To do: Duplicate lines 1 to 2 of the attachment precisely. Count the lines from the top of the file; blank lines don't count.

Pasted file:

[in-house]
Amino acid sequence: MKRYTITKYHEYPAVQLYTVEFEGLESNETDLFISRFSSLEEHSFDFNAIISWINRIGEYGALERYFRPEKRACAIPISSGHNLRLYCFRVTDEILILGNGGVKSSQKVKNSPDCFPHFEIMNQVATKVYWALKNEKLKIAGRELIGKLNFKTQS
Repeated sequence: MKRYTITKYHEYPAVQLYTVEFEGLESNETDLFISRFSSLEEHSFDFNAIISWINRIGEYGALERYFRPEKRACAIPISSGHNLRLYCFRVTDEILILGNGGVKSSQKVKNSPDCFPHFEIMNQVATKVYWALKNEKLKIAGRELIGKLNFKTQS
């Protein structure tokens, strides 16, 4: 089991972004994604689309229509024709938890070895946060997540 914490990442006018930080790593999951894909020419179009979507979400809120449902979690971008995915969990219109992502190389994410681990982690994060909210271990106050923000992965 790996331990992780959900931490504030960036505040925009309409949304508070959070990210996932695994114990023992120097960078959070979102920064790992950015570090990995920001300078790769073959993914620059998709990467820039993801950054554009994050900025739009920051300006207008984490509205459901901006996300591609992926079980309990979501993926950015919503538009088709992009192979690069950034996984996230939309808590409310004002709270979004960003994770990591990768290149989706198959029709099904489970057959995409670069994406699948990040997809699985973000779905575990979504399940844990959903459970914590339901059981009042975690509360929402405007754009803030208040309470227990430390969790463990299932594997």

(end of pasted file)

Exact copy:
[in-house]
Amino acid sequence: MKRYTITKYHEYPAVQLYTVEFEGLESNETDLFISRFSSLEEHSFDFNAIISWINRIGEYGALERYFRPEKRACAIPISSGHNLRLYCFRVTDEILILGNGGVKSSQKVKNSPDCFPHFEIMNQVATKVYWALKNEKLKIAGRELIGKLNFKTQS